MSK Nuclear Medicine Imaging: What Radiologist Needs to Know


Associate Professor of Nuclear Medicine Shohada-e Tajrish Hospital, Shahid Beheshti Medical University of Sciences



Bone scintigraphy with technetium-99m– labeled diphosphonates is one of the most frequently performed in Nuclear Medicine Departments. Whole body bone scintigraphy is
not specific, but its excellent sensitivity makes it useful in screening for many pathologic conditions in a single examination. Moreover, some conditions that are not clearly depicted
on anatomic images can be diagnosed with bone scintigraphy.
Bone metastases typically appear as multiple foci of increased activity randomly scattered prominently throughout the axial skeleton, although they occasionally manifest as a single lesion or areas of decreased uptake. Bone scintigraphy is also useful for evaluating disease extension and their malignant changes in polyostotic benign tumors as exostosis and in Paget disease.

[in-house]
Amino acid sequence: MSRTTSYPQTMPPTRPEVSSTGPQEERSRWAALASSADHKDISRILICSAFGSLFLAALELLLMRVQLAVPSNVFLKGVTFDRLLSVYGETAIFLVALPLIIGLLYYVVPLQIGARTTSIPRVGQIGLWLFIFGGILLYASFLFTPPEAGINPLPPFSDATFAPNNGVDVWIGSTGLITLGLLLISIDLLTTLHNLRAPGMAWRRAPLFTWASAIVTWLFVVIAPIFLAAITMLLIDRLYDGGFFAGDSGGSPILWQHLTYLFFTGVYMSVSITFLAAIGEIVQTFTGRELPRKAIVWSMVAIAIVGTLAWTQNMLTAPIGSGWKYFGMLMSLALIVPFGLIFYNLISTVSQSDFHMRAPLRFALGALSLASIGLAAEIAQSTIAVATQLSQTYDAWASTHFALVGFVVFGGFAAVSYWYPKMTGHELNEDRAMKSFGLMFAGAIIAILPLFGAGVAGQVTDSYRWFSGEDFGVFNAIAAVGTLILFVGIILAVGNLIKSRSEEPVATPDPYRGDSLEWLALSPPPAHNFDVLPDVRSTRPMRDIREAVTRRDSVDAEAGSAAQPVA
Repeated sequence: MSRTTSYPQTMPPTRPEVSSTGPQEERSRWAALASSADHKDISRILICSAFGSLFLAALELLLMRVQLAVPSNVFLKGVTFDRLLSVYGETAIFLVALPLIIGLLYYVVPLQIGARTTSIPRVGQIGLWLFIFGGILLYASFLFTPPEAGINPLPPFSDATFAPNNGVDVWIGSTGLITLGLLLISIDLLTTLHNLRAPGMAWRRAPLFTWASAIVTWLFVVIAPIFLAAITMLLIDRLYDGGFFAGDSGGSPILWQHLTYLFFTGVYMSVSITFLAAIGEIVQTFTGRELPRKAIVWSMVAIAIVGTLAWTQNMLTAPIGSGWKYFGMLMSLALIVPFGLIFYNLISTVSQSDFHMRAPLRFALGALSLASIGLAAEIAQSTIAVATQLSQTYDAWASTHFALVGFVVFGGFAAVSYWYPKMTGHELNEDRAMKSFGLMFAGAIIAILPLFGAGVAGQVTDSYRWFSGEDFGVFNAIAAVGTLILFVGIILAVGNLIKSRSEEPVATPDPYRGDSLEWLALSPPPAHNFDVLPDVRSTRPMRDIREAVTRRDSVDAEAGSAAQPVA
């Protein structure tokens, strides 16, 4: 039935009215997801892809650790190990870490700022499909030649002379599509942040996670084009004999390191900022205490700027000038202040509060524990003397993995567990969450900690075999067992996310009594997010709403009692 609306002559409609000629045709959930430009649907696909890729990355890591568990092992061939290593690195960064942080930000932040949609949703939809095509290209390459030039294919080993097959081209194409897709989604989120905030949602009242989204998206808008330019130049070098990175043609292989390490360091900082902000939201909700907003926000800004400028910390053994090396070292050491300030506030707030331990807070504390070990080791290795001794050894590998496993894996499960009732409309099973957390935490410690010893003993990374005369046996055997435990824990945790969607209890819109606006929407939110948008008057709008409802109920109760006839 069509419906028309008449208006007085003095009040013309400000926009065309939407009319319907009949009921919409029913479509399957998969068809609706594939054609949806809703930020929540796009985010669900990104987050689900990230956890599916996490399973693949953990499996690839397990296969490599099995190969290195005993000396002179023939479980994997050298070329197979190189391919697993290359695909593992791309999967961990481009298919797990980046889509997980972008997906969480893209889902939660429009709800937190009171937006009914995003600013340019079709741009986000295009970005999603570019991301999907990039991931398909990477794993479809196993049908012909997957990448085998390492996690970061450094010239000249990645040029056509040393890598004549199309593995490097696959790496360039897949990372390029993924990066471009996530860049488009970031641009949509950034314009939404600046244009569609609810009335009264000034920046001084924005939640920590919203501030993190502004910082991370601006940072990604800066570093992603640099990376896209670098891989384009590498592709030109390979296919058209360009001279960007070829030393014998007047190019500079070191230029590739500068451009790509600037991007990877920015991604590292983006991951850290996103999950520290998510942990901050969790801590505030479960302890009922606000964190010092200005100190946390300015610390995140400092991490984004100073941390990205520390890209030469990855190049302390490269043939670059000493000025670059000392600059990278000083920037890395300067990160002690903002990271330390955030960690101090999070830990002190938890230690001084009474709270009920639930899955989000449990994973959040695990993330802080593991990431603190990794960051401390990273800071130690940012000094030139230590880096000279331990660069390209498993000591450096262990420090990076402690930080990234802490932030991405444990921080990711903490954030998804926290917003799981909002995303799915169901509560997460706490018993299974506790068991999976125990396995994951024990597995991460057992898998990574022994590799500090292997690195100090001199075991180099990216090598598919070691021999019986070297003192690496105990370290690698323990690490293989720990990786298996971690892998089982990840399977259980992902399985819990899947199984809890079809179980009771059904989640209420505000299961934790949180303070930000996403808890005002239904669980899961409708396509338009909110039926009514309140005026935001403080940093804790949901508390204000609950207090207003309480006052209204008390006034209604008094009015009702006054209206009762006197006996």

Tri-phasic bone study is carried out immediately after radiotracer injection and imaging of perfusion, blood pool and delayed bone uptake. A combination of focal hyperperfusion, focal hyperemia, and focally increased bone uptake is virtually diagnostic for acute osteomyelitis in patients with nonviolated bone. Traumatic processes can often be detected, even when radiographic findings are negative. Most fractures are scintigraphically detectable within 24 hours, although in elderly patients with osteopenia, further imaging at a later time is sometimes indicated. Athletic individuals are                    prone           to   musculoskeletal trauma, and radionuclide bone imaging is useful for identifying pathologic conditions such as plantar fasciitis, stress or occult fractures, “shin splints,” and spondylolysis, for which radiographs may be nondiagnostic. Bone scintigraphy could reveal avascular necrosis in patients with negative radiographs. Aging of vertebral compression fracture and battered child syndrome and are important entities for patient management and in forensic medicine. Radionuclide bone imaging will likely remain a popular and important imaging modality for years to come.